Review of the Week: 4th-10th March 2004


Another 'winter' Dusky Warbler was located, this time at Portbury Warth (Somerset) on Saturday 7th and present until at least the 10th. This is the 4th of the winter and constitutes the 2nd of the winter for Somerset following a bird at Taunton for much of January. Elsewhere, there has been a long-staying individual at Paignton (Devon), which is still present this week, and another was at Polgigga (Cornwall) in mid-January. It has been an exceptional winter for rare wintering warblers.

Dusky Warbler: Paignton, Devon. How many more are wintering in the southwest? (Photo: Ray Wilson) Little Bunting: Newborough Warren, Anglesey. Now complete with tail! (Photo: Ray Wilson)

Yellow-browed Warbler: Louth, Lincs. It has been a truly exceptional winter for this charismatic sprite. (Photo: Roy Harvey) Yellow-browed Warbler: Louth, Lincs. (Photo: Roy Harvey)

After going AWOL between Thursday and Monday (except for a 15-minute show on Sunday), the male Pine Bunting has again been present all week at Choseley Drying Barns (Norfolk). Wintering 'sprites' continued to perform well, with Hume's Warbler still in London, 5 Yellow-browed Warblers in southern England and the Pallas's Warbler in Kent. At least one Northern Long-tailed Tit is still present in Suffolk and the Little Bunting (now complete with tail) continues to reside at Newborough Warren (Anglesey). Rose-coloured Starlings remain in Cornwall and Scilly. At least 15 Great Grey Shrikes were reported during the week, and a scattering of summer migrants included an exceptionally early Swift in E. Sussex, several Wheatears, a Yellow Wagtail, four Sand Martins, two Swallows and several House Martins. An Osprey was reported in Hampshire, and Little Ringed Plovers in Berkshire and Norfolk.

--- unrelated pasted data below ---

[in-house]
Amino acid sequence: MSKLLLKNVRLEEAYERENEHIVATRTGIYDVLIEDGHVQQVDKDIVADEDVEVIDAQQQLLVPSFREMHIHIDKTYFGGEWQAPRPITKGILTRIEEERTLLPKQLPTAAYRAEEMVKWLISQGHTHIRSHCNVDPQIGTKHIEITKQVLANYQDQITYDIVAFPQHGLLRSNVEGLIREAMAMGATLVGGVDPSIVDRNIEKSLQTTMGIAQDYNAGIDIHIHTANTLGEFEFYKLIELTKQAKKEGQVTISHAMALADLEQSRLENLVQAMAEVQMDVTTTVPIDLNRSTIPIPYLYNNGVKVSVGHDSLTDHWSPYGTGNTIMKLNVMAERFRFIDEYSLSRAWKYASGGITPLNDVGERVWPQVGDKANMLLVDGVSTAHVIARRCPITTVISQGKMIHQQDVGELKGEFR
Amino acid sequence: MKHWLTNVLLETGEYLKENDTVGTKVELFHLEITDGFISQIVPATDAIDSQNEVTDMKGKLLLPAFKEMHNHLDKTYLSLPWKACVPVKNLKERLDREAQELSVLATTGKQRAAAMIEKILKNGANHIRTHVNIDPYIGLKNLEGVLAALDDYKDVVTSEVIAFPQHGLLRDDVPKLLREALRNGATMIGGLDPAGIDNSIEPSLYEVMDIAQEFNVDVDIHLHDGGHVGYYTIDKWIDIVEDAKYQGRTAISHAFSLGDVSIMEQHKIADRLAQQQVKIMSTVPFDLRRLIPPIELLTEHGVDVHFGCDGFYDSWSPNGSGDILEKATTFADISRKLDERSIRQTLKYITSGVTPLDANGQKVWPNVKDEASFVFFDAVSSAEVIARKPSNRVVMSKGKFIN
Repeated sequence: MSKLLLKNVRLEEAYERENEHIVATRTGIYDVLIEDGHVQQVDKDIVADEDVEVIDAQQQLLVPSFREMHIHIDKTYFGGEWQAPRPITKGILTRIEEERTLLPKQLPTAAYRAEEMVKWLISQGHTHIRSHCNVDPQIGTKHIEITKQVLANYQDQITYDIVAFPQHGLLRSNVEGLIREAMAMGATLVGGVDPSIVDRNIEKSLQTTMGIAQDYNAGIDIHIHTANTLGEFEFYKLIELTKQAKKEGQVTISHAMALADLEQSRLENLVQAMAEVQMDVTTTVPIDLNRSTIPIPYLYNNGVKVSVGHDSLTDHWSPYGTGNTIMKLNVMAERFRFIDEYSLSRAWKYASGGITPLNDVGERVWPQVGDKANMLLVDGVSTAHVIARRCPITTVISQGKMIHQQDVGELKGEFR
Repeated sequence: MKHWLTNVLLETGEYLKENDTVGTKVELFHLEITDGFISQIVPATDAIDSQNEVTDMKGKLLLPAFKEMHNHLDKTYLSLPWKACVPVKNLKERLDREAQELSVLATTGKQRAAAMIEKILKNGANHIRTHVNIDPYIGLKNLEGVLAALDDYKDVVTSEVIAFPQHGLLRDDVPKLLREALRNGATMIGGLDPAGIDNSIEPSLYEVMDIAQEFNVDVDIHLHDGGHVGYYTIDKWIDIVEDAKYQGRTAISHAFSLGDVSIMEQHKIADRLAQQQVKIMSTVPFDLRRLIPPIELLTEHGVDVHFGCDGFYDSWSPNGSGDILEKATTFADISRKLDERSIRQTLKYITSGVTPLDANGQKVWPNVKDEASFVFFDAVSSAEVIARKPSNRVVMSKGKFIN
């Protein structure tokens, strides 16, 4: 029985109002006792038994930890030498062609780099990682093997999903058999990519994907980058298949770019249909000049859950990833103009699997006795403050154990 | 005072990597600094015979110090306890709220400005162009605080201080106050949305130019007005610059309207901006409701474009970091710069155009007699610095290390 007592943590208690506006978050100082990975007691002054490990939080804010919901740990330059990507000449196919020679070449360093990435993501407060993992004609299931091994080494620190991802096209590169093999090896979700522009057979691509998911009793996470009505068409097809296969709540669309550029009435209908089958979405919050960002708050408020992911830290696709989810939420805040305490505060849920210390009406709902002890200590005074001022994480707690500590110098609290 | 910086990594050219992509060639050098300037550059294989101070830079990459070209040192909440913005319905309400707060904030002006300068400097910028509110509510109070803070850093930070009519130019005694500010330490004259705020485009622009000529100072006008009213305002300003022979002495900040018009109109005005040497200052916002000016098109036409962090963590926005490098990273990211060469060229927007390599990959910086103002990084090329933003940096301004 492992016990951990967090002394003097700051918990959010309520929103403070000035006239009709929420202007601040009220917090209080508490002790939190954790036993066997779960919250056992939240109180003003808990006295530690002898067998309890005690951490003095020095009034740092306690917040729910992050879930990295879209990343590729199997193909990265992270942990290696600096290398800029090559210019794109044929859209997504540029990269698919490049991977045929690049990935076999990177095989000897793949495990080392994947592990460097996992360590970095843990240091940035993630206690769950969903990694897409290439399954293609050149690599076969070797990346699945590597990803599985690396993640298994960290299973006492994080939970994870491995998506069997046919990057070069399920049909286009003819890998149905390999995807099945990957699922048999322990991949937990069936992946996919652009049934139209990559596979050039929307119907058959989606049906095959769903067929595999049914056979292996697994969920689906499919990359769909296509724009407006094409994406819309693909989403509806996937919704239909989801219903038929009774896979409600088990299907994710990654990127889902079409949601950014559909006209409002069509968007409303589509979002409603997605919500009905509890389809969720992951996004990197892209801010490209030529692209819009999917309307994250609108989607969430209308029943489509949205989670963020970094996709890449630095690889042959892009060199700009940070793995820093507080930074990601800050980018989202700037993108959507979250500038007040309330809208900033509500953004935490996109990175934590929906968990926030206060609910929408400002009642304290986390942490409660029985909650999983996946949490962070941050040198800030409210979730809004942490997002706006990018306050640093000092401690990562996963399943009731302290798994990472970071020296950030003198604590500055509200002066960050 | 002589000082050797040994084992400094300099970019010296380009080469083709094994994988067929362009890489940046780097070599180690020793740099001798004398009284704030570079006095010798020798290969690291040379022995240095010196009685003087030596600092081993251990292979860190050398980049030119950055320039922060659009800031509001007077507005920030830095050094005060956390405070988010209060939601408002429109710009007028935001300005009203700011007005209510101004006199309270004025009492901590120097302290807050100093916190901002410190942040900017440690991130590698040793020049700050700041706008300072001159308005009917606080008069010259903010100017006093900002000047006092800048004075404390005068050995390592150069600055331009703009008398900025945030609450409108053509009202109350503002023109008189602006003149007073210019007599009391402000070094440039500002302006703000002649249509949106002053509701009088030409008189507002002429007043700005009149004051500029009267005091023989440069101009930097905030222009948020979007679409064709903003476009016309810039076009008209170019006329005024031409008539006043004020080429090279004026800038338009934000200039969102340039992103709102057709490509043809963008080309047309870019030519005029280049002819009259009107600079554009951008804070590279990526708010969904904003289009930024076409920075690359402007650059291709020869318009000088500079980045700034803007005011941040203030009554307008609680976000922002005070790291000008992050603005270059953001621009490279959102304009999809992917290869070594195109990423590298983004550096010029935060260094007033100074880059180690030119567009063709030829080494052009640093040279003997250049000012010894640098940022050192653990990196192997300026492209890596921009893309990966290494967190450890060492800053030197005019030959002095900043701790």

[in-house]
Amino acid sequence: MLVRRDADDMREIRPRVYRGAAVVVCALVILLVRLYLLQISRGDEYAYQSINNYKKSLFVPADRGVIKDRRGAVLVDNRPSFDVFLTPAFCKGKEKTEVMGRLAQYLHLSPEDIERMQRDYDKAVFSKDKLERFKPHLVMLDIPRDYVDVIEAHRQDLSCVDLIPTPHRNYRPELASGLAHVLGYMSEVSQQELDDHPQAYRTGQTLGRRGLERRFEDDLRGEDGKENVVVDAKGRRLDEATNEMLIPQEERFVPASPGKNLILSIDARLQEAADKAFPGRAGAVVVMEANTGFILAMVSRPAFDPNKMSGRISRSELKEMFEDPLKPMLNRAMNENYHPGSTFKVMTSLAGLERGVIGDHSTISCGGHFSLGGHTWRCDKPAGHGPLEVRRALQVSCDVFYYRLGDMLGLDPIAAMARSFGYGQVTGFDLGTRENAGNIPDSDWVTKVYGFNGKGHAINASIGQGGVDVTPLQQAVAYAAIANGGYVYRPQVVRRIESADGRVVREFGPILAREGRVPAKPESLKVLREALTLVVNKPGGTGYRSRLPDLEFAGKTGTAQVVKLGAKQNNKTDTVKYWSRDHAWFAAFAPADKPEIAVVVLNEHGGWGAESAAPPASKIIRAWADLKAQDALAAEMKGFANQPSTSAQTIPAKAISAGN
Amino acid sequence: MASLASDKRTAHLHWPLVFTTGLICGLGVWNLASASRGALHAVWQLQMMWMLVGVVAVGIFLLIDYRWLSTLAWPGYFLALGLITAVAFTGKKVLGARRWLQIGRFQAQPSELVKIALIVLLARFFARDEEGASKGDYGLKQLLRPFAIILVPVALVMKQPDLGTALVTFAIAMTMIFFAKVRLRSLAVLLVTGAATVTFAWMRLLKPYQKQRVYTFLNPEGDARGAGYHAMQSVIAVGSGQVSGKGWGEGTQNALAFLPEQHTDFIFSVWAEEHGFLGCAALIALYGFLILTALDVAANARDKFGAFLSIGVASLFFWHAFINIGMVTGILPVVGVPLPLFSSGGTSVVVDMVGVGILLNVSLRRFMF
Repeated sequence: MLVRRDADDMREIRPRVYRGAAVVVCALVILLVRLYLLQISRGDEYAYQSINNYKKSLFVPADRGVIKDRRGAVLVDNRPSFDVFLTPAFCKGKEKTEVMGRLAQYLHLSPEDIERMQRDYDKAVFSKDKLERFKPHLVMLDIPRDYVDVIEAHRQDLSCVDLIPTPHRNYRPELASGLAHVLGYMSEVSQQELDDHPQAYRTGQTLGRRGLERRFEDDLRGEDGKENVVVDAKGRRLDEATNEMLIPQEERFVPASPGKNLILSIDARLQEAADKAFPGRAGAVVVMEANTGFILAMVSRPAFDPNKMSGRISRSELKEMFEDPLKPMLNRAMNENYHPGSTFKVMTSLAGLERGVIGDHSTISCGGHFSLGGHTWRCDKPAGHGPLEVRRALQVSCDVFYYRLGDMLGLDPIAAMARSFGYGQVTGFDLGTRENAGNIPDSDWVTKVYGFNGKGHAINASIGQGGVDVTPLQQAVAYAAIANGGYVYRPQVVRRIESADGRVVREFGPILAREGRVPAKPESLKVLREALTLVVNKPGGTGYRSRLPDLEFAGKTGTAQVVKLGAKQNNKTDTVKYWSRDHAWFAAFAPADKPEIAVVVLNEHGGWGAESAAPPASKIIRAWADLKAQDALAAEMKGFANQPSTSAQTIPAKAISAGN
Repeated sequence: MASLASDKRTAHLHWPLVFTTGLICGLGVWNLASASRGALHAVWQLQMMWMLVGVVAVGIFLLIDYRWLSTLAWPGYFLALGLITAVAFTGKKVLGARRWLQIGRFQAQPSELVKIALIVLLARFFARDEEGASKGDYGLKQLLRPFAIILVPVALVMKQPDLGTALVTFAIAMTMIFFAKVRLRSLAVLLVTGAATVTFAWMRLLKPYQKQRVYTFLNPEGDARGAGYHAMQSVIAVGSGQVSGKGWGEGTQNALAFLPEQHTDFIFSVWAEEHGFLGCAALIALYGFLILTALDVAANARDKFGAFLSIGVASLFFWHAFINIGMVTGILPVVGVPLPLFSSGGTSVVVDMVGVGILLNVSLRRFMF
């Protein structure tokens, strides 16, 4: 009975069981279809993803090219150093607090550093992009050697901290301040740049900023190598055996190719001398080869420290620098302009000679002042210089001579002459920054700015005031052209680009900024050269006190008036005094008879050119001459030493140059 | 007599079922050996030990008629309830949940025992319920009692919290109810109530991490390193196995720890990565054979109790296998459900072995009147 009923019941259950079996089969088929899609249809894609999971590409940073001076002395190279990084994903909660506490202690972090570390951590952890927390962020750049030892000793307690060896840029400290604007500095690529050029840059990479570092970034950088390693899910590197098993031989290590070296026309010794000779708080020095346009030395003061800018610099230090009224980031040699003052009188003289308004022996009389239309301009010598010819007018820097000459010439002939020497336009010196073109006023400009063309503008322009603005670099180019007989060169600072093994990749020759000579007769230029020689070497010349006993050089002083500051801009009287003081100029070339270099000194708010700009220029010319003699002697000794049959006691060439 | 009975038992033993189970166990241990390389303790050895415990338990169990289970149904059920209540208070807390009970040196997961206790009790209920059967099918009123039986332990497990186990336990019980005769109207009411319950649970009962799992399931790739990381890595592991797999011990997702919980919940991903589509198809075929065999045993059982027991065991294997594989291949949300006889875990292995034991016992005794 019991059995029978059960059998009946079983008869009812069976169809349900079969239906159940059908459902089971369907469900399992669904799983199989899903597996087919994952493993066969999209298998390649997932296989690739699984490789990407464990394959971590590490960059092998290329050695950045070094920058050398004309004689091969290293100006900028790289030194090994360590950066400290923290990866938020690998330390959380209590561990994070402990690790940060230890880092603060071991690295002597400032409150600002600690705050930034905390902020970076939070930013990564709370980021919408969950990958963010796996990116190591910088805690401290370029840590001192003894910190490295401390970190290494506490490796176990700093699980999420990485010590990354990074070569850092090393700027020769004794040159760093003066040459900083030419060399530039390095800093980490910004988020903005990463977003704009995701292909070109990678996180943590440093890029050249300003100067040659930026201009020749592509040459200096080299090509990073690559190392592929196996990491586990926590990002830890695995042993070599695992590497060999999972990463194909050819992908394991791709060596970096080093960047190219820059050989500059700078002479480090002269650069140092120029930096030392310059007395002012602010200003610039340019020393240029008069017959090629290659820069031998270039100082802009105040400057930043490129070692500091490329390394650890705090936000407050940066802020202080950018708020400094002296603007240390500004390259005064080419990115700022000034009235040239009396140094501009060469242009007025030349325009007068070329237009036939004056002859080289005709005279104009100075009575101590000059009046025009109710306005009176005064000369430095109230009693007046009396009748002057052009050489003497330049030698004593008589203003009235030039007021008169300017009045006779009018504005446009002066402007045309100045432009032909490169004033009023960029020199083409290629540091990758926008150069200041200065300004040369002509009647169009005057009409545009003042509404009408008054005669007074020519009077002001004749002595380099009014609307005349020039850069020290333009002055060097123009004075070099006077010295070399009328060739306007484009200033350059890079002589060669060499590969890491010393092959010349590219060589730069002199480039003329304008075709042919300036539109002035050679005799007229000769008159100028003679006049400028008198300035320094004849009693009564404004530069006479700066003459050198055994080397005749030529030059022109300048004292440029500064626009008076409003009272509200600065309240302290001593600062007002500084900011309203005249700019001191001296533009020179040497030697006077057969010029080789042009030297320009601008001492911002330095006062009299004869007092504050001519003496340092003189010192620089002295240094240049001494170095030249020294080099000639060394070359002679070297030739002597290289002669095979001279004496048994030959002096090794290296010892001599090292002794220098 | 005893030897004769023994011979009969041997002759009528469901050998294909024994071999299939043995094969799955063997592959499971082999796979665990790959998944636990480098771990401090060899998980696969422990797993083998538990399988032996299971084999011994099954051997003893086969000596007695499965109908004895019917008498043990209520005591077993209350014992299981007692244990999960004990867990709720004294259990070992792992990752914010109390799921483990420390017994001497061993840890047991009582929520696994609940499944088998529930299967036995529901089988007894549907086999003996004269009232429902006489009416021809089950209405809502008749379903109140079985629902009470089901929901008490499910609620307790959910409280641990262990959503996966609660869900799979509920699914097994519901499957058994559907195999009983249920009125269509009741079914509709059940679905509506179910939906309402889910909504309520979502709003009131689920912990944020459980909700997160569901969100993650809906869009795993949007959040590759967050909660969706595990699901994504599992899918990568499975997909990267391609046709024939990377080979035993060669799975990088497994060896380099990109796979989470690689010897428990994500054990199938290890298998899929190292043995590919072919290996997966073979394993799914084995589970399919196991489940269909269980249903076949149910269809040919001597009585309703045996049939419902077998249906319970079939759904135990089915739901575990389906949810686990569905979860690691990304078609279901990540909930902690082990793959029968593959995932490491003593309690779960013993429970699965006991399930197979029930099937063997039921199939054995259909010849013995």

Harlequin Duck: Lewis, Outer Hebrides. Relocated during the week, it continues to show well. (Photo: Mike Richardson) Harlequin Duck: Lewis, Outer Hebrides. (Photo: Jim Duncan)

Black Brant: Titchwell, Norfolk. (Photo: Barry Byatt) Green-winged Teal: Woodhorn Flash, Northumbs. (Photo: E. Barnes)

On Lewis (Outer Hebrides) the Harlequin Duck was relocated at Griais on Friday 5th and a drake Redhead was at Llanilid (Glamorgan) on Tuesday 9th with the long-staying female still on Barra (Outer Hebrides). The American Coots remain on the Outer Hebrides and Shetland as does the White-billed Diver on Shetland. The Forster's Tern remains in Galway as does the Lesser Yellowlegs in Cornwall. The Finnish-ringed White-tailed Eagle was last seen at Loch of Strathbeg (Aberdeenshire) on Friday 5th. A Cory's Shearwater was reported in Kent and Essex. Rare wildfowl numbers remained relatively static, with 9 American Wigeon, 8 Green-winged Teal, 3 Ring-necked Ducks, 3 Ferruginous Ducks, 3 Lesser Scaup and 2 King Eider. Numbers of 'white-wingers' decreased slightly with around 35 Iceland Gulls and 30 Glaucous Gulls, along with several Kumlien's and American Herring Gulls. Ring-billed Gulls totalled around 20 birds and there were just 7 Caspian Gulls reported.

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Woodcock: Titchwell, Norfolk. Visitors to the Pine Bunting have also been able to enjoy rare views of a Woodcock on the ground... (Photo: Nick Smith) Lapland Bunting: Choseley Drying Barns, Norfolk. ...and several Lapland Buntings in the same area as the Pine Bunting (Photo: Josh Jones)

Iceland Gull: Ullapool, Highland. Numbers of 'white-wingers' are starting to drop off in a number of areas. (Photo: Jim Duncan) Bittern: Moore NR, Cheshire. It has been a good winter for Bitterns, but it requires luck and patience to see one this well. (Photo: Steve Round)

Red Kite: Gigrin Farm, Powys. The reintroduction scheme has ensured that large numbers are present at some sites in Britain, but they are still exciting birds to see. (Photo: Philip Tomkinson) Red Kite: Gigrin Farm, Powys. A distinctive bird, even without wing-tags! (Photo: Ray Wilson)

In Lincolnshire the obliging American Robin proved too tempting for a passing Sparrowhawk on the 8th when it met its demise. As is often the case this story was picked-up by the press and news of the event travelled far and wide. It is possible that the Cornish American Robin ended its stay on this side of the Atlantic in the same manner and the abrupt disappearance of the Baltimore Oriole suggests a similar fate. A number of famous rarities have succumbed to the skills of the Sparrowhawk over the years, but whilst it is easy to become emotive over such cases we have to remember that it is survival of the fittest even for popular long-staying rarities.

American Robin: Grimsby, Lincs. This bird entertained the masses since the New Year, providing a lifer and a digipic for numerous birders. (Photo: Alan Clewes) American Robin: Grimsby, Lincs. (Photo: Alan Clewes)
Written by: Russell Slack